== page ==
Dolls and Goddesses, the show at Casina Idea explores the domestication of gender stereotypes with humour and a sense of provocation. Safavi presents new works she has made during the last year, during the confinement in her studio in Switzerland. In the upper gallery she presents a series of glazed ceramics representing women’s breasts. These pieces make special reference to anatomical votive offerings which, in several cultures, represent fragments of human bodies intended for treatment. The room downstairs pictures a tableau of a more recent narrative of history of women; the realm of the housewife and the aesthetic of domestication. A couple of microwaves represent one of its strongest artefacts. Using them partly as pedestals to present her ceramic nails, Safavi intends mostly to make them look like ruins, depicting a long forgotten and romanticized fate. The nails, perfectly shaped and painted in soft feminine colours, also refer to the conservative image of a woman that is silent, elegant and perfect in every respect. Questioning the concept of legitimacy and its relevance in today’s conversation on feminism, Safavi reflects how the very same definition of an object can be hijacked and become a subversive force against its original meaning. Giving value to the creativity of what she observes through the question of legitimacy, the artist proposes to search for answers nonetheless with some critical distance and irony. The works echoe the implicit feeling of shame and acknowledge free laboring as a modern version of slavery via “homekeeping”, including raising children, cooking, cleaning and maintaining the household.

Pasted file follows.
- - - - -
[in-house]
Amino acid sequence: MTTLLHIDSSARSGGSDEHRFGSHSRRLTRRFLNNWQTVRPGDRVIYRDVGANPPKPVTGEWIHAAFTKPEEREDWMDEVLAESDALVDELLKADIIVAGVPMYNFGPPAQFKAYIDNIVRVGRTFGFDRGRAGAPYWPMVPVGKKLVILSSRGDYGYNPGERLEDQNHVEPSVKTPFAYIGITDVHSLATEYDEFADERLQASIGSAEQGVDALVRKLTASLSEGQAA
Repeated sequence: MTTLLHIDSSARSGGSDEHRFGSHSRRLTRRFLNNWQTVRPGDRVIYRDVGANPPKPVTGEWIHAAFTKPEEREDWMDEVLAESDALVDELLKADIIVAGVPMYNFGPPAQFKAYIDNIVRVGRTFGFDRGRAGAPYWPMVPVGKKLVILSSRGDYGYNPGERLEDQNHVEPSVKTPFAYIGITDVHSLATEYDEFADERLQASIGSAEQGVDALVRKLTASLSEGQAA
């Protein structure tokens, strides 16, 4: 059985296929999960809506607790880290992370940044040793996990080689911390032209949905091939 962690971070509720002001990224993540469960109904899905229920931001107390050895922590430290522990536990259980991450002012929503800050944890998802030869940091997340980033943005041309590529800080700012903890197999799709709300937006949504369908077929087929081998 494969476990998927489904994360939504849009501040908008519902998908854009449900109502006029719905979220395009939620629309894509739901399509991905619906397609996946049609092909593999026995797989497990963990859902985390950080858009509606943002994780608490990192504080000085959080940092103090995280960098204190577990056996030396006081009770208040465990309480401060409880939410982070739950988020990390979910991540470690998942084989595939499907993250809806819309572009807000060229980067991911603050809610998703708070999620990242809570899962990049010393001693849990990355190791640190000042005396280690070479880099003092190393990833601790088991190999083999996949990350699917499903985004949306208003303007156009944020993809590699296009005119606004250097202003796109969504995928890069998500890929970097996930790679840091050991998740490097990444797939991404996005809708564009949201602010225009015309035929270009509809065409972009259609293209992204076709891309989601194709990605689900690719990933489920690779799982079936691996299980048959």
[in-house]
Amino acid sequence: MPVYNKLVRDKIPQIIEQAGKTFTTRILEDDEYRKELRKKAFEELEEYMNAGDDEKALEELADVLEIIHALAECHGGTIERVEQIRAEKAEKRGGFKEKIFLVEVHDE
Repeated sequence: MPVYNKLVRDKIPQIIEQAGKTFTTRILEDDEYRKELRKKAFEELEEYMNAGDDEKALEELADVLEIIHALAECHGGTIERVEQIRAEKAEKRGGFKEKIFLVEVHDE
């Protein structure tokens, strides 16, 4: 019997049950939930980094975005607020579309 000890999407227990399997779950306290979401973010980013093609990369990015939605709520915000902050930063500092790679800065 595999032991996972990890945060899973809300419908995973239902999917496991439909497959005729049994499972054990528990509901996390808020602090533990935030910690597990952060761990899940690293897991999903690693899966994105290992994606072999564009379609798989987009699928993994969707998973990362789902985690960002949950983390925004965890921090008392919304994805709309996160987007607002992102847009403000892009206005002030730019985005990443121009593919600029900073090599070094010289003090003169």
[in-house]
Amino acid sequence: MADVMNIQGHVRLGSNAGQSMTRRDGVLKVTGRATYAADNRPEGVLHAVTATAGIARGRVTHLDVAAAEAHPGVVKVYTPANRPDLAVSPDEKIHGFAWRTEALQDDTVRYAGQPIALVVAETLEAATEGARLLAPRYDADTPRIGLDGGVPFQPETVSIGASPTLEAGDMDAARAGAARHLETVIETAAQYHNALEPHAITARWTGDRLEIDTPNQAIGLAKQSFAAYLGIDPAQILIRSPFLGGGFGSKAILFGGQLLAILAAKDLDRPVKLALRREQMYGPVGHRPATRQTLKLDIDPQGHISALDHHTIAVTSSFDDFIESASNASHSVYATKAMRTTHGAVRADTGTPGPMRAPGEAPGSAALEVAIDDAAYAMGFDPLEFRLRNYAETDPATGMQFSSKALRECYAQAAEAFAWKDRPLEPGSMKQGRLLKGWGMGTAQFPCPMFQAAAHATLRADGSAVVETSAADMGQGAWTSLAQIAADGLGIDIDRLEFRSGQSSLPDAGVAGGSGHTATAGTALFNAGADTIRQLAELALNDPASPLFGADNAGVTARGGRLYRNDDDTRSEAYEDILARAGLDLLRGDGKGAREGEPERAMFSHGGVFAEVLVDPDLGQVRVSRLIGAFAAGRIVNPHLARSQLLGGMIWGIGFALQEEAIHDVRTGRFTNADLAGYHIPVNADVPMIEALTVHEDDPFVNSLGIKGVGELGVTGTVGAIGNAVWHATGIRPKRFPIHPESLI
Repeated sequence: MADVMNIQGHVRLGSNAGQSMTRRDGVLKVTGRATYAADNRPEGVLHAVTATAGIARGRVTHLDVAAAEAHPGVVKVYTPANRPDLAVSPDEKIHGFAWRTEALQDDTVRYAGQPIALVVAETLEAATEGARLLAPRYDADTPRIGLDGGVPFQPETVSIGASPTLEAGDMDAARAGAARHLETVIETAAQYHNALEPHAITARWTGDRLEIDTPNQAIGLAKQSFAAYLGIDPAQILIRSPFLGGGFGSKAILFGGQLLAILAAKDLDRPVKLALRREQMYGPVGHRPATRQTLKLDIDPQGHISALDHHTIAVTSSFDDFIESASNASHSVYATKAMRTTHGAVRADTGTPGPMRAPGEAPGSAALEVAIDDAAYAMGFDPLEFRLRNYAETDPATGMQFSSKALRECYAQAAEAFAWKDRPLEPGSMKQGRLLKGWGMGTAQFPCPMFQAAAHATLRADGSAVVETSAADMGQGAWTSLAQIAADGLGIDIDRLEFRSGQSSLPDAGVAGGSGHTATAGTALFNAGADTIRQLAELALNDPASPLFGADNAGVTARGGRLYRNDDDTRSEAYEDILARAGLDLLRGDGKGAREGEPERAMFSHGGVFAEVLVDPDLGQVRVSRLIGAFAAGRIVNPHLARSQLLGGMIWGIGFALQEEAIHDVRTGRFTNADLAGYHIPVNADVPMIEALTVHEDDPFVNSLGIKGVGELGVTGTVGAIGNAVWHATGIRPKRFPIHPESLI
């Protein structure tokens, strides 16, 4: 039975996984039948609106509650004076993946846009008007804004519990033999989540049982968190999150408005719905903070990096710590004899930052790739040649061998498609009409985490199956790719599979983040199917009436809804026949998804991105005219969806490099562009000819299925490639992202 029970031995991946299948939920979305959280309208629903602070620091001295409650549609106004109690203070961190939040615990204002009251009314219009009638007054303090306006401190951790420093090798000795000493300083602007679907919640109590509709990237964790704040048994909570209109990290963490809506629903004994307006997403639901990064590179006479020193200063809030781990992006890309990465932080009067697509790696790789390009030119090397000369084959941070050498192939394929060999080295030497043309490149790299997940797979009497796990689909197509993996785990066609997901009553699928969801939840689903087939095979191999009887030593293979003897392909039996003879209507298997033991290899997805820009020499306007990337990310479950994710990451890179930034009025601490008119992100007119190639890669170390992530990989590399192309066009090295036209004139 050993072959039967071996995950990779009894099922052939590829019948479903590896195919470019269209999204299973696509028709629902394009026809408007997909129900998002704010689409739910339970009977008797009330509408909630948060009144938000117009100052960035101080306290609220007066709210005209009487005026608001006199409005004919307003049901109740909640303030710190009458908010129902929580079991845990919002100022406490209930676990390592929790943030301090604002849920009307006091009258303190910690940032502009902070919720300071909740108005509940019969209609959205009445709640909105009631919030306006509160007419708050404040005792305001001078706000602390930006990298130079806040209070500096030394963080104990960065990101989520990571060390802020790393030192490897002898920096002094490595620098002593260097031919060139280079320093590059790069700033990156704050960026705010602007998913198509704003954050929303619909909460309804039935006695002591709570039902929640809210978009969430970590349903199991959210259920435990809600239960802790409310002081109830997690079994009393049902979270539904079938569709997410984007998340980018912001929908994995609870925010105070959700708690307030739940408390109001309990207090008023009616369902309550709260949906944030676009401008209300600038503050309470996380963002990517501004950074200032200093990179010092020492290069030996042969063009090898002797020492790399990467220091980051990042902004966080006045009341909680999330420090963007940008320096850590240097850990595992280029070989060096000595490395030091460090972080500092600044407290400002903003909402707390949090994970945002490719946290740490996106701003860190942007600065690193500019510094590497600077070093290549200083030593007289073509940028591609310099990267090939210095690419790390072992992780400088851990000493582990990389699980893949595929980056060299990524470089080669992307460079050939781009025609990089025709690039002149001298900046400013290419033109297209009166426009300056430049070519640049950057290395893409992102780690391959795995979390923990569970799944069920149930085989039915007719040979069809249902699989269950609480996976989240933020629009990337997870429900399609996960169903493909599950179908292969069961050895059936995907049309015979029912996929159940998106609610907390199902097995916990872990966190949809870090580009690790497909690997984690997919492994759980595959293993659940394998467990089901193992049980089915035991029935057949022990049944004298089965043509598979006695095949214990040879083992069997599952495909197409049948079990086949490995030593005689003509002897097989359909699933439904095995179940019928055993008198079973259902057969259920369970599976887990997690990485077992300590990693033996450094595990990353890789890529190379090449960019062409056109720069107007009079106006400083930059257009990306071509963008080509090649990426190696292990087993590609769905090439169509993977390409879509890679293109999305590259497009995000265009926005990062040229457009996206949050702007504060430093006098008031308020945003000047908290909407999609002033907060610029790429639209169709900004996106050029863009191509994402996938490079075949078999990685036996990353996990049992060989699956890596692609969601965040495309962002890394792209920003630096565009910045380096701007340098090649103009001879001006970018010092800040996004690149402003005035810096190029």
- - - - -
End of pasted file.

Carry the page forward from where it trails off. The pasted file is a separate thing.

With the new series of silicone paintings Safavi was inspired by famous antidepressants and benzodiazepines like Prozac, Lexomil or lithium. Their colors take source in their original packaging designs and the halo effect symbolises the flash, when the drug starts to kick in. In her installation, Safavi associates the figure of the housewife and the biopolitical of the pharmacological impact of these drugs, when they arrived on the 1950s Postwar landscape, reshaping women’s bodies and identities. Celebrating women’s lives of all classes and identities from antique ex-voto until today, Dolls and Goddesses commemorates the tragic fates, the struggles, the victories and the inequalities that coexist together in an empowering feeling of empathy.